“Pessimo me, come padre”: paternity in Sanguineti and the Novecento tradition

O'Ceallachain, E. (2020) “Pessimo me, come padre”: paternity in Sanguineti and the Novecento tradition. Modern Languages Open, 1, pp. 1-27. (doi: 10.3828/mlo.v0i0.286)

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Abstract

This article investigates representations of paternity and the paternal self in the neo-avant-garde poetry of Edoardo Sanguineti, in the context of a poetic tradition dominated by filial perspectives. The article analyses the forms and emblematic functions of Sanguineti’s paternal representations, and their cultural and ideological ramifications in the poetic context of the Italian Novecento. While existing scholarship has often discussed the recurrence of conjugal and broadly domestic themes as part of Sanguineti’s representation of a social and corporeal io, this essay undertakes the first comprehensive analysis of how paternity specifically is constructed and used throughout his poetic works, from the 1950s to the early 2000s. After an initial survey of paternity in the works of some other Novecento poets, the article examines how Sanguineti’s use of paternal motifs develops from the late 1950s onwards, both in his poetry and in the novel Capriccio italiano (1963), and how this reflects his ideological and aesthetic concerns, including a drive towards a demystificatory realism informed by his Marxian and Freudian perspectives. Throughout, Sanguineti writes fatherhood as primarily an embodied experience, anchored in a historicized present, lived and understood politically; while an increasing association between paternity and the death of the self culminates in the testamentary or post-mortem paternal postures of the 1980s. What emerges ultimately is a complex and contradictory construction of the paternal io as both a pathologically degraded self – one diminished in part by its own paternal status – and as a strong, sometimes patriarchal figure who leads and teaches the children, dispensing practical and ideological guidance: a gendered construction of a specifically masculine self whose representation brings together elements of both authority and abjection.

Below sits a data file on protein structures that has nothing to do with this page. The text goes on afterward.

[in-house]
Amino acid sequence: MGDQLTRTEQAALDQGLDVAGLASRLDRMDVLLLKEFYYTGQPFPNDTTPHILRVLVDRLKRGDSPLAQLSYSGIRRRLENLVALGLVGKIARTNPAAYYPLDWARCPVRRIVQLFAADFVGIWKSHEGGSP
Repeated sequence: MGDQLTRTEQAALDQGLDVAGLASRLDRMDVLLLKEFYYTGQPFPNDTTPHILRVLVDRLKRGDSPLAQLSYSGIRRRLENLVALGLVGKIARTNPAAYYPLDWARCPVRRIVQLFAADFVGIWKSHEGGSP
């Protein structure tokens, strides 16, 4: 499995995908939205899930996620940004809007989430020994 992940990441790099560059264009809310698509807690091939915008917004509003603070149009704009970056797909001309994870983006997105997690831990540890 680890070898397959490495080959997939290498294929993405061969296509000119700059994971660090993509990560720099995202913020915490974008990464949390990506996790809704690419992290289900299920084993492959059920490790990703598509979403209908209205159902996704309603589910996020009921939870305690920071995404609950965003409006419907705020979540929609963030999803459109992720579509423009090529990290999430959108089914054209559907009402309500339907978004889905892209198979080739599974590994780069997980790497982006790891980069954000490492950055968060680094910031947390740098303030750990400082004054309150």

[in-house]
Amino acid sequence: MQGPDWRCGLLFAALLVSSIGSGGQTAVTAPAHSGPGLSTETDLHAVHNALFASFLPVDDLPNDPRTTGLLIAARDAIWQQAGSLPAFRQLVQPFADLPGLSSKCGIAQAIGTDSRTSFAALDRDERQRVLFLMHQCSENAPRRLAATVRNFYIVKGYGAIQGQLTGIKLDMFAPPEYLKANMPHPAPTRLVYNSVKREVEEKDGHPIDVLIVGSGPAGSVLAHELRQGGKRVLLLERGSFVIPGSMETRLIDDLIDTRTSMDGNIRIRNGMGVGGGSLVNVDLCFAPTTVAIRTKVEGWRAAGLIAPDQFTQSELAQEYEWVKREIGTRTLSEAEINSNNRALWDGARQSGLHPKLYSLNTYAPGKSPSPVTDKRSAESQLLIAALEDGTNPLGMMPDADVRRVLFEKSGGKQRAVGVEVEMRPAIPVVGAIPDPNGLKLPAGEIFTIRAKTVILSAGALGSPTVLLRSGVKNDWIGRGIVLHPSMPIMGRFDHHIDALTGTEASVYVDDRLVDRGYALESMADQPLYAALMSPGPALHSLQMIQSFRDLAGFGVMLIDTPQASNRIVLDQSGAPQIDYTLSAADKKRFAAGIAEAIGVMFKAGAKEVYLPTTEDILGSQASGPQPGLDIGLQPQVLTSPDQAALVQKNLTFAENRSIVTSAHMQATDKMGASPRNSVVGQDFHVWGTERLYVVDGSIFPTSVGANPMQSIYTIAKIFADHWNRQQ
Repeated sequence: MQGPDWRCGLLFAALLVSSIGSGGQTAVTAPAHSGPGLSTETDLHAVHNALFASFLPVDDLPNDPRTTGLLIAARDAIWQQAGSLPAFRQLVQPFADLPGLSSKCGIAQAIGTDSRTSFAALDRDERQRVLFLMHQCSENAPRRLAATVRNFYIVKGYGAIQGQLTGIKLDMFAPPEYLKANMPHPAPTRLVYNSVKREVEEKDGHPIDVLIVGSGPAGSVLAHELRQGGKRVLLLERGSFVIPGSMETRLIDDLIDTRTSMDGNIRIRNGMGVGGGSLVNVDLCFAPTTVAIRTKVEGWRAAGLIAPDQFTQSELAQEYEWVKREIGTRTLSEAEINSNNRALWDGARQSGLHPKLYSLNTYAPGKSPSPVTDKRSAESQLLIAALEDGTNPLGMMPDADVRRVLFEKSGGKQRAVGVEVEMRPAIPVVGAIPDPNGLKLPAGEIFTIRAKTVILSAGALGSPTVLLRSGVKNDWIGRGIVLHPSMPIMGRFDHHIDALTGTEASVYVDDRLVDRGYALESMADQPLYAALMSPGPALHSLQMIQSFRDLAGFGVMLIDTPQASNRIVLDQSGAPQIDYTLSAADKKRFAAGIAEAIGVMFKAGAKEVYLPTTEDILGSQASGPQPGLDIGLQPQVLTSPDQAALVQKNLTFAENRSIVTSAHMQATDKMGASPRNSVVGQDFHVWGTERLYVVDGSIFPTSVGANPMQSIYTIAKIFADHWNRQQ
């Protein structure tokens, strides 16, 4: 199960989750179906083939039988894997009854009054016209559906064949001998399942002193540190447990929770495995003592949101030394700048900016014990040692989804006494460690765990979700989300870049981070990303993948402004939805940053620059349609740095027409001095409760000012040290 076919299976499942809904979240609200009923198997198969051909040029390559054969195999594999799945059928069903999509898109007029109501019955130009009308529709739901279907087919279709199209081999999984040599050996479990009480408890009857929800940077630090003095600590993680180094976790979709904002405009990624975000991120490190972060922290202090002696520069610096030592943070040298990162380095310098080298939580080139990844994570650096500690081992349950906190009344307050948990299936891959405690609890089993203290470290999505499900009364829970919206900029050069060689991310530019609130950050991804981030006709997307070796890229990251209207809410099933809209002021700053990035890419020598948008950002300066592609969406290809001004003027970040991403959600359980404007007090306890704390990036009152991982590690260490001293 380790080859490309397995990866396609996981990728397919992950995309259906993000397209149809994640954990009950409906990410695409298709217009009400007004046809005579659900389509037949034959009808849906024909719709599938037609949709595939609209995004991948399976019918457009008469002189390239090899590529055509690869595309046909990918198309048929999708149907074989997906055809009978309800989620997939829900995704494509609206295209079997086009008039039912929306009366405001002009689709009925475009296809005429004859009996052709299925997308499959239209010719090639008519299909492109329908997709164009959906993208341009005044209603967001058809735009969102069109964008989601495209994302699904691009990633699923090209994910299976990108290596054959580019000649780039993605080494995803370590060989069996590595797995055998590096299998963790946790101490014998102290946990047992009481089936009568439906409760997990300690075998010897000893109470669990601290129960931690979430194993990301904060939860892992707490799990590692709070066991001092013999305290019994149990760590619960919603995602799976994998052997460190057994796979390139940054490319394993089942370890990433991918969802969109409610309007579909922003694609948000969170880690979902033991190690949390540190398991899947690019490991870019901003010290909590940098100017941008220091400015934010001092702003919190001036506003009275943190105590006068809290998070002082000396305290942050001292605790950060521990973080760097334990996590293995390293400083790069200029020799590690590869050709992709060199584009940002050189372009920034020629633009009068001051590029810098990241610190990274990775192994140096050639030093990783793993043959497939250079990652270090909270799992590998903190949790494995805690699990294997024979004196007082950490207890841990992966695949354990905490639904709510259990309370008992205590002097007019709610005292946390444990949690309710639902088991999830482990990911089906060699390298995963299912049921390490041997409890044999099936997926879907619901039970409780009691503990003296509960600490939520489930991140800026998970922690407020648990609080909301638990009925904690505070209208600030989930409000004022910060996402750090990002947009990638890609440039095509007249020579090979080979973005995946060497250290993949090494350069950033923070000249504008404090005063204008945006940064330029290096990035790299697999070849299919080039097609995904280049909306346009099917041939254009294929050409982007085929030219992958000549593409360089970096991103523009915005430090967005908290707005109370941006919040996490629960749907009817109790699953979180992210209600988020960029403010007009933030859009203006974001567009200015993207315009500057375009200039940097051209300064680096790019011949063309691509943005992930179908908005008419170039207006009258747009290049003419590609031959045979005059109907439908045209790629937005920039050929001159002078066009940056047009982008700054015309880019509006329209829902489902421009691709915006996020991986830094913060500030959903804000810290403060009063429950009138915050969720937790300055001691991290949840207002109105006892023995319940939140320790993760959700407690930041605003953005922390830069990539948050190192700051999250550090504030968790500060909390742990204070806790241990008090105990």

Item Type:Articles
Status:Published
Refereed:Yes
Glasgow Author(s) Enlighten ID:O'Ceallachain, Dr Eanna
Authors: O'Ceallachain, E.
College/School:College of Arts > School of Modern Languages and Cultures > Italian
Journal Name:Modern Languages Open
Publisher:Liverpool University Press
ISSN:2052-5397
ISSN (Online):2052-5397
Copyright Holders:Copyright © 2020 The Author
First Published:First published in Modern Languages Open 1:1-27
Publisher Policy:Reproduced under a Creative Commons License

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